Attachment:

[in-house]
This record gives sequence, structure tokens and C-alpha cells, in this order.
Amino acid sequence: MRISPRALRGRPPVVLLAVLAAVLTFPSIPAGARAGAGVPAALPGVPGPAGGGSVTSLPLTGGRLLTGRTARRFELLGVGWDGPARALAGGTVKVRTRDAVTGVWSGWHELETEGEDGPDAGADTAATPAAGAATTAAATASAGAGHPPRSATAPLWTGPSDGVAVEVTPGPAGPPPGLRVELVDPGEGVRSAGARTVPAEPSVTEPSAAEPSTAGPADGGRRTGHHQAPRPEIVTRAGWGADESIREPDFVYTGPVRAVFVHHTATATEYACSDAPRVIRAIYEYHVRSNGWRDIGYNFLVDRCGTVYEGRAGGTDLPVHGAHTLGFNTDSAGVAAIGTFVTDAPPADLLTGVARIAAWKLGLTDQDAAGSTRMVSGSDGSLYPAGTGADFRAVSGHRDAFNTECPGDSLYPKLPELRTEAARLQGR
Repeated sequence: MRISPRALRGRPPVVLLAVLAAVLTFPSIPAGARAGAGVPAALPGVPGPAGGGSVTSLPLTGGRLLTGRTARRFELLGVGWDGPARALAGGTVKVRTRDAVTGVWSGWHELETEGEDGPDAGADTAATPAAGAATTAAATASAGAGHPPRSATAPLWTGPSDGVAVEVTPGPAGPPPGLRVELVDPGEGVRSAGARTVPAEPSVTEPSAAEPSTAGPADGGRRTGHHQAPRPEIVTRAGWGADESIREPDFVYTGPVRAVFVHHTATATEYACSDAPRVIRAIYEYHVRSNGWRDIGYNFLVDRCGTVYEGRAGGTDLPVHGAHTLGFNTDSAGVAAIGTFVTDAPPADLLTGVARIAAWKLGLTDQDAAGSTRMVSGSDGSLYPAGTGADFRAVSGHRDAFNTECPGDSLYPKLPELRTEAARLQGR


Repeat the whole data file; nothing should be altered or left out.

[in-house]
This record gives sequence, structure tokens and C-alpha cells, in this order.
Amino acid sequence: MRISPRALRGRPPVVLLAVLAAVLTFPSIPAGARAGAGVPAALPGVPGPAGGGSVTSLPLTGGRLLTGRTARRFELLGVGWDGPARALAGGTVKVRTRDAVTGVWSGWHELETEGEDGPDAGADTAATPAAGAATTAAATASAGAGHPPRSATAPLWTGPSDGVAVEVTPGPAGPPPGLRVELVDPGEGVRSAGARTVPAEPSVTEPSAAEPSTAGPADGGRRTGHHQAPRPEIVTRAGWGADESIREPDFVYTGPVRAVFVHHTATATEYACSDAPRVIRAIYEYHVRSNGWRDIGYNFLVDRCGTVYEGRAGGTDLPVHGAHTLGFNTDSAGVAAIGTFVTDAPPADLLTGVARIAAWKLGLTDQDAAGSTRMVSGSDGSLYPAGTGADFRAVSGHRDAFNTECPGDSLYPKLPELRTEAARLQGR
Repeated sequence: MRISPRALRGRPPVVLLAVLAAVLTFPSIPAGARAGAGVPAALPGVPGPAGGGSVTSLPLTGGRLLTGRTARRFELLGVGWDGPARALAGGTVKVRTRDAVTGVWSGWHELETEGEDGPDAGADTAATPAAGAATTAAATASAGAGHPPRSATAPLWTGPSDGVAVEVTPGPAGPPPGLRVELVDPGEGVRSAGARTVPAEPSVTEPSAAEPSTAGPADGGRRTGHHQAPRPEIVTRAGWGADESIREPDFVYTGPVRAVFVHHTATATEYACSDAPRVIRAIYEYHVRSNGWRDIGYNFLVDRCGTVYEGRAGGTDLPVHGAHTLGFNTDSAGVAAIGTFVTDAPPADLLTGVARIAAWKLGLTDQDAAGSTRMVSGSDGSLYPAGTGADFRAVSGHRDAFNTECPGDSLYPKLPELRTEAARLQGR